Global Response to the Climate Crisis

Global Response to the Climate Crisis

Kevin Trenberth

Former Coordinating Lead Author of the IPCC

The climate crisis is the biggest challenge humanity has ever faced. So you would expect the reaction to reflect this, right? Wrong. So far, the global response has been underwhelming. Join Kevin Trenberth in this video as he outlines what steps have been taken to mitigate climate change and whether or not they have been successful.

The climate crisis is the biggest challenge humanity has ever faced. So you would expect the reaction to reflect this, right? Wrong. So far, the global response has been underwhelming. Join Kevin Trenberth in this video as he outlines what steps have been taken to mitigate climate change and whether or not they have been successful.

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Global Response to the Climate Crisis

14 mins

Overview

In 1992, the United Nations Framework Convention on Climate Change (UNFCCC) was signed by 154 nations. This was established with the goal to fight climate change, tracking progress in an annual Conference of the Parties (COP). This has led to the creation of the Kyoto Protocol which was replaced by the Paris Agreement, the main aim of which is to keep the global average temperature to well below 2°C above pre-industrial levels. However, the UN framework requires a unanimous consensus and works largely through peer pressure and goodwill. Mitigation efforts to-date have been somewhat beneficial but have not come close to reducing the rate of increase of greenhouse gases in the atmosphere. With regards to mitigation, the main goal is to decarbonise the economy. People most affected by the climate crisis hugely support policies to become more sustainable but in general, the national and international framework is inadequate.

Key learning objectives:

  • Identify the goals of the UNFCCC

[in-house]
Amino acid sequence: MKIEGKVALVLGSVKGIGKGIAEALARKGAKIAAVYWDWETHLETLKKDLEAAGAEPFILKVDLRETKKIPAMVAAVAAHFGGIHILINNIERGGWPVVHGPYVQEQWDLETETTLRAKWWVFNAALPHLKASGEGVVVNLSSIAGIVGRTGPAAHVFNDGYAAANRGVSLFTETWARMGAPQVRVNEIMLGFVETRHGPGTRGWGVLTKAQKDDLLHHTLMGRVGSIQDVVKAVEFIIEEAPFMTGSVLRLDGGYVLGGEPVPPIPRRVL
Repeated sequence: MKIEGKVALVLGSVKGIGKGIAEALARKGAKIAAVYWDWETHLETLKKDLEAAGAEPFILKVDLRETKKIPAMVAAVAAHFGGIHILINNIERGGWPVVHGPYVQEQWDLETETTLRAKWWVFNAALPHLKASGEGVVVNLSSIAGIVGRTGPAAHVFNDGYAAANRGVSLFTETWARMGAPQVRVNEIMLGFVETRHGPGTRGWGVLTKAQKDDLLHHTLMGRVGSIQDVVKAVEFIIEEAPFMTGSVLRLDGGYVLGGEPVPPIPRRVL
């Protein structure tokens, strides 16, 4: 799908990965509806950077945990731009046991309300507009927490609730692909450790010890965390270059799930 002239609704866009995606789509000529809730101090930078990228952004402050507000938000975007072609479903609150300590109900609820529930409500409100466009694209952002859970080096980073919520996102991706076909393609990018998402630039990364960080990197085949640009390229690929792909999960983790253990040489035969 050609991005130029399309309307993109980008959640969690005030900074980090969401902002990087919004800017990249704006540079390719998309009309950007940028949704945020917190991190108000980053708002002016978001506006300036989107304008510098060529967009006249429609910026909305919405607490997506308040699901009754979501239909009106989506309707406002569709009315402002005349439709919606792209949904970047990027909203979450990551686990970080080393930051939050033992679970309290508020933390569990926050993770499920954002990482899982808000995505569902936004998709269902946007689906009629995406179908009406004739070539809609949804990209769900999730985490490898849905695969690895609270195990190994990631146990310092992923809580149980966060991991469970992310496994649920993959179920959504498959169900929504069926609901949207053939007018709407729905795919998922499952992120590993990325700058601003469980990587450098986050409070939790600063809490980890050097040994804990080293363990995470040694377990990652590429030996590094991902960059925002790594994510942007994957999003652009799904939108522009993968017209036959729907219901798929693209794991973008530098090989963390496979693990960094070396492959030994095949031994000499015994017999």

• Outline the advantages and disadvantages of the global commons response

  • Understand public opinion on climate change policies

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Summary

What is the United Nations Framework Convention on Climate Change (UNFCCC)?

The UNFCCC is an multilateral environmental agreement, established with the goal to fight climate change by “stabilising greenhouse gas concentrations in the atmosphere at a level that would prevent dangerous anthropogenic interference with the climate system”. To track and implement progress, the UNFCCC set up the supreme governing body as the Conference of the Parties (or COP), which meets annually. 

What are Annex I countries? 

These are industrialised countries were expected to take the lead on UNFCCC targets, as having been the primary cause of the climate crisis problem. 

What is the Kyoto Protocol? 

It was designed to limit carbon dioxide emissions and other greenhouse gases from developed countries. The USA and Australia did not initially ratify this (although Australia came on board in 2008). In particular, it did not impose restrictions on developing countries and this meant that while some progress was achieved, especially in Europe, it was undermined by rapidly industrialising countries such as China. It was ratified at COP3 in 1997.

What is the Paris Agreement? 

The Paris agreement supersedes the Kyoto Protocol, named for the city that hosted COP21 in late 2015, where the accords were negotiated. The aims are: 

(a) Holding the increase in the global average temperature to well below 2°C above pre-industrial levels and to pursue efforts to limit the temperature increase to 1.5°C above pre-industrial levels

(b) Increasing the ability to adapt to the adverse impacts of climate change and foster climate resilience and low greenhouse gas emissions development, in a manner that does not threaten food production;

(c) Making finance flows consistent with a pathway towards low greenhouse gas emissions and climate resilient development

What are the disadvantages of the UNFCCC response?

It was a powerful statement, but not much more. The UN framework requires a unanimous consensus and works largely through peer pressure and goodwill. As it’s voluntary, it is toothless. There are no penalties for not reaching commitments or failing to follow the agreement (e.g. the US withdrawing in 2017 before rejoining in 2021). Nor is there compensation for damage or loss.